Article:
ARTICLE | MARCH 24, 2022 | 4 MIN READ
Company platforms that promote internal opportunities can prevent skilled workers from jumping ship
By Howard Rabinowitz, Workflow contributor
The reasons behind the Great Resignation are complex, but what seems clear is the toll the movement is taking on employers. In 2022, more than 4 million workers a month left their jobs, according to the latest U.S. Bureau of Labor Statistics report. Now, companies are turning to AI to retain their workforces.
One factor behind the surge is a lack of perceived opportunity to move upward or elsewhere within an organization. According to the Society of Human Resources Management (SHRM), one-third of departing employees cited lack of career advancement opportunities as a primary reason.
In response, companies are increasingly focusing on strengthening internal mobility—an employee’s ability to find new opportunities for growth and advancement inside the organization. Global companies like IBM, Unilever, Cisco, General Electric, PwC, and Mastercard have each created internal talent platforms to link their employees with upskilling and job openings.
More than just job boards and skills assessments, these platforms employ machine learning and other advanced technologies to analyze employee performance, job and upskilling opportunities, and skills overlaps, and then build models to help managers and employees find the right fit.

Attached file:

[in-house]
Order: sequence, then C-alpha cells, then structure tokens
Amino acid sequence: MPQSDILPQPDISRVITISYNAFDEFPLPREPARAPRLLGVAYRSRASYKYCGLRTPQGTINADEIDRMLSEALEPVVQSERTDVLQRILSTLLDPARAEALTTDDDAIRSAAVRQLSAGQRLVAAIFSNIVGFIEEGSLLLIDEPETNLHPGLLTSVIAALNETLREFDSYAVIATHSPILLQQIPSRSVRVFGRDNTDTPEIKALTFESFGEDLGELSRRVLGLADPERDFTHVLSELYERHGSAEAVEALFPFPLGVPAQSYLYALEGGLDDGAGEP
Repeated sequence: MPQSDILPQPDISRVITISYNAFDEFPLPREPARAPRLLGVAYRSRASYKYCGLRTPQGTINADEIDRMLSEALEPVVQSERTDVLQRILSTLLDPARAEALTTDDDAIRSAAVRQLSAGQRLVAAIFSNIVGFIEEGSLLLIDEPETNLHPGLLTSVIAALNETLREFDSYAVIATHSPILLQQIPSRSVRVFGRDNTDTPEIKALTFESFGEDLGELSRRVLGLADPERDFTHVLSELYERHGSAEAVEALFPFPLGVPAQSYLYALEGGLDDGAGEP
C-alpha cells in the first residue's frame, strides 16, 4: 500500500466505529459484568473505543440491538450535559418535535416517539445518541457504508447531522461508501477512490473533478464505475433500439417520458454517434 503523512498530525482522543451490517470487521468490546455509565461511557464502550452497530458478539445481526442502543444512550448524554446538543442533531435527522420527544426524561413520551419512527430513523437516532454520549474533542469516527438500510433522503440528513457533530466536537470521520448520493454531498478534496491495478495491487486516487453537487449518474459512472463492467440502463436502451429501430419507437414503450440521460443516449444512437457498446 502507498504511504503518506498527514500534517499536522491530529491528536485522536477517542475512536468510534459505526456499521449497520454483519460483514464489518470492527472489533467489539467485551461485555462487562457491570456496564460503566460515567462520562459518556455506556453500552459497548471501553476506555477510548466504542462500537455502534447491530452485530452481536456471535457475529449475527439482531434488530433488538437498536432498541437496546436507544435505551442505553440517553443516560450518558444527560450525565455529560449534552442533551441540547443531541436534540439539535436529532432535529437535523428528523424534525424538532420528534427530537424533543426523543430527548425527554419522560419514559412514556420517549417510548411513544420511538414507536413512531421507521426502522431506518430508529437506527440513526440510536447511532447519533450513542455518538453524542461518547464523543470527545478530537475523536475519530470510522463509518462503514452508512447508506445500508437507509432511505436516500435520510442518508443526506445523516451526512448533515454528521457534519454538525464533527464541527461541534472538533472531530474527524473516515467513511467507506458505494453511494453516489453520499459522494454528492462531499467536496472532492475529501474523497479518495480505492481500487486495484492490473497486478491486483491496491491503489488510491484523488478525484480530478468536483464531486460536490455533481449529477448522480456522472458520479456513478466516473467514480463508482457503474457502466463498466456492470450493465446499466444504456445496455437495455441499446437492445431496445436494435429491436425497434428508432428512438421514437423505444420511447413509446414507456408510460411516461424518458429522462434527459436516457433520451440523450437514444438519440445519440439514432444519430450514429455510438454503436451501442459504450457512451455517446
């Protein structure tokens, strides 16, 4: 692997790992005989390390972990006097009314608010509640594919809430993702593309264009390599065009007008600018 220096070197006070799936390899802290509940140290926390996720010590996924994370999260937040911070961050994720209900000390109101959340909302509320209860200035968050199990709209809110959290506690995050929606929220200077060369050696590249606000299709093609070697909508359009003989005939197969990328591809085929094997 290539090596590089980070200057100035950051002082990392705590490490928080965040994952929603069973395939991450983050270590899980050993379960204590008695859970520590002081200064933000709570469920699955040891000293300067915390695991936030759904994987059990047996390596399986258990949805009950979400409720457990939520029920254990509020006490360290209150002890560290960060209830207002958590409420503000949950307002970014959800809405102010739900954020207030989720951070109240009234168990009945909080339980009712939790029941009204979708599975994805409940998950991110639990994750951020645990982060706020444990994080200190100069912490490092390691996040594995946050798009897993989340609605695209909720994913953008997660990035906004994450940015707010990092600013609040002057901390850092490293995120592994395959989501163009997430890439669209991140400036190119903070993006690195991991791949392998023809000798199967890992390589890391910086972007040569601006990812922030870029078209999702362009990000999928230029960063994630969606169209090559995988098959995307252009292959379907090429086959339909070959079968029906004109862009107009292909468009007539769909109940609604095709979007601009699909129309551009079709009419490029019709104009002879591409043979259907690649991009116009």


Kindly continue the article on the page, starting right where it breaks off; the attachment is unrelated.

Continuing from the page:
In 2019, Unilever debuted an internal talent marketplace called InnerMobility. Since then, 65,000 employees in more than 90 countries have joined the program. And 9,000 of them moved into new roles due to platform-driven upskilling efforts in the previous year, the company said.
Despite the success of such programs, only a third of HR leaders say they have implemented an internal hiring platform, according to a study by The Conference Board. But advances in internal mobility platforms may convince more employers to get on board.
“Organizations can make more strategic investments in employee development by using internal mobility platforms to understand what skills are currently valued and where there might be a skill gap for future needs,” says Gretchen Alarcon, vice president and general manager of HR service delivery at ServiceNow.
According to a study of 32,000 LinkedIn users, employees who are promoted within three years of being hired have a 70% chance of staying five additional years. Workers who make a lateral move inside their organization have a 62% chance.
Janet Mertens, research director for the Josh Bersin Company, a leading HR consultancy, says internal mobility is now “a business imperative.” For early adopters of internal mobility platforms, it’s an investment that can improve talent retention rates, boost engagement and productivity, and break down organizational silos.
At the core of many of those internal mobility platforms is AI.
At IBM, where more than 50,000 employees have enrolled on the company’s Blue Matching platform since 2015, cross-silo recruitment uses predictive analytics to send notifications for potential job matches across divisions. IBM estimated that its AI-equipped program saved the company more than $100 million in 2018 by avoiding expenses associated with recruiting, training, and employee turnover, according to a SHRM report.